For their part, the Taliban show little interest in President Karzai as they attempt to cut him out of ongoing peace negotiations with the US government and believe the NFA’s policies are a drive to partition the country under the mask of devolved federalism. A dark but not unrealistic possibility is Karzai would seek a peace deal at the expense of the NFA, the non-Pashtuns revolt against the Karzai/Taliban bloc, and in due course the Taliban turn on both Karzai and the NFA. The nation’s half million soldiers and police would split down ethnic lines and the country spiral out of control into civil war. Afghanistan’s mineral wealth is widely distributed throughout the country and artisanal small-scale mines could turn the country into a lawless conflict zone for generations.
In this volatile situation, the man most capable to either pull his country back from the ledge or throw it headlong into the abyss is Hamid Karzai and his record as president leaves little optimism Afghanistan will escape the resource curse. According to Transparency International, Afghanistan is the 4th most corrupt country in the world. This is corroborated by UN findings that Afghan families pay $160 in bribes to police, judges, and government officials per year; a high price in a country where the per capita GNI is $410. In 2009 bribes made up almost 25% of Afghanistan’s $2.5 billion GDP, making bribery and the drug trade the country’s leading sources of income. And corruption is by no means confined to the local level.
Prominent officials and Karzai’s own brother were implicated in the Kabul Bank scandal that cost the national government and western donors $900 million. NATO investigators uncovered evidence in 2009 that Afghan soldiers routinely died from infections and lack of treatment because they could not afford to bribe doctors and nurses. The culture of bribery has embedded itself in Afghanistan’s newly discovered mineral wealth as the minister of mines accepted a roughly $30 million bribe for awarding the Aynak copper deposits to the China Metallurgical Group. Penalties are not an issue as President Karzai’s government has not yet prosecuted a single high-level corruption case. Perhaps the words of Anthony H. Cordesman, a defense expert for the Center for Strategic and International Studies, said it best: “If you find people who aren’t corrupt it is largely because they haven’t had the opportunity.”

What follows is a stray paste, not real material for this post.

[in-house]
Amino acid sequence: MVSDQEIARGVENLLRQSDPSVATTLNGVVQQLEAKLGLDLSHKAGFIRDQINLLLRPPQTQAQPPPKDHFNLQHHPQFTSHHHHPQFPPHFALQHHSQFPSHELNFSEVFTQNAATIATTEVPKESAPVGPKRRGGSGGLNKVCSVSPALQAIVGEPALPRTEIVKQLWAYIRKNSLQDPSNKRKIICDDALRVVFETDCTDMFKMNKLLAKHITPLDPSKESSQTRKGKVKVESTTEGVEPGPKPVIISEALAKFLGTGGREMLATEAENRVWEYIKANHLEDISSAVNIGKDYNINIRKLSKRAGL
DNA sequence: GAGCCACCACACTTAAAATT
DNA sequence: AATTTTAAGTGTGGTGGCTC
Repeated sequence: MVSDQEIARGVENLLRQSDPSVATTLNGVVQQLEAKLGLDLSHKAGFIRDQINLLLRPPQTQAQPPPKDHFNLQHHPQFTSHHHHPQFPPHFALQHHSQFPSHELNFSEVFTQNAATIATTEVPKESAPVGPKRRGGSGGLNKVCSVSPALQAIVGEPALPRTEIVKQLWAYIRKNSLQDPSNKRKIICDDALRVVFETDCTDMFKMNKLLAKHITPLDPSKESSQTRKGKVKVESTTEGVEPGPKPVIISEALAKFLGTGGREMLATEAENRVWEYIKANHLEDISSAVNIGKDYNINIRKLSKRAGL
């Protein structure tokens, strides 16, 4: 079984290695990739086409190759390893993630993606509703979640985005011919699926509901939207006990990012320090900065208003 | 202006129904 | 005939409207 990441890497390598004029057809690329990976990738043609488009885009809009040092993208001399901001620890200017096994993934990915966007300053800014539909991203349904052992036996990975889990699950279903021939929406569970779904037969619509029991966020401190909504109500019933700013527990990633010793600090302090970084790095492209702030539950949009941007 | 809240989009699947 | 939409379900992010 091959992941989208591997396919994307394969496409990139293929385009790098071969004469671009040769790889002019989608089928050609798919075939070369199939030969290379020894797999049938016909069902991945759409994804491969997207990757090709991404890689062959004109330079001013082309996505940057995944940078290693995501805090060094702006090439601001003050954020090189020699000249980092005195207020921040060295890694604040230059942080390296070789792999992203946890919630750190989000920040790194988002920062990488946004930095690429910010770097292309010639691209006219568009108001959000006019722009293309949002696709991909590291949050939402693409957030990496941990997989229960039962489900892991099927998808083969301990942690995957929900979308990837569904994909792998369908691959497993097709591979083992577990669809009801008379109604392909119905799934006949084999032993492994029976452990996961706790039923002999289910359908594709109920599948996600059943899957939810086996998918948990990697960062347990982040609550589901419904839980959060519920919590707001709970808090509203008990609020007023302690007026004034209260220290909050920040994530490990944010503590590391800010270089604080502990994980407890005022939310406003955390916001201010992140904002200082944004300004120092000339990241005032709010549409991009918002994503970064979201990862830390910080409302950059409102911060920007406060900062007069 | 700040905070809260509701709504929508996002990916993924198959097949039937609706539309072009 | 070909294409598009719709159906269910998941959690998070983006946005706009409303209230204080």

While the present does not equal the future, it is unlikely Afghanistan will escape the resource curse. Its national government is thoroughly corrupt, holds little sway outside the capital, and though Karzai has said he will retire in 2014 Afghans widely believe he will remain in power unofficially or extra-constitutionally. Afghanistan’s population has deep ethnic and tribal divides which continually threaten national unity and could easily devolve into civil war.
Additionally, the Taliban remains a threat to fragile national governments in both Afghanistan and neighboring Pakistan. According to a UN Security Council report the country is awash in more than a million small arms and many of these in the hands of the Afghan Local Police (ALP), US-backed militias ostensibly formed to fight the Taliban. A recent Human Rights Watch report documents that in addition to land grabs and illegal taxation these militias have terrorized civilians with abduction, rape, torture, and murder. Currently some 19,000 strong, the ALP is expected to grow to 30,000 by the time the NATO mission ends in 2014.
Already the resource curse can be observed in Khost Province where chromite is illegally excavated in small artisanal mines and smuggled across the porous Pakistani border costing Kabul $7.3 million a year in lost revenues, enriching organized crime, and arming insurgent groups. Though the country does not have to descend into generational civil war underwritten by a million mine holes, the evidence suggests that with the NATO withdrawal insight it may be time to prepare for the worst.
Whether the country collectively prospers from its wealth or unravels before the world’s eyes into bloody chaos will depend more on Karzai’s corrupt government and major mineral buyers (India, Iran, China) than those nations who tried to plant western ideals in the graveyard of empires.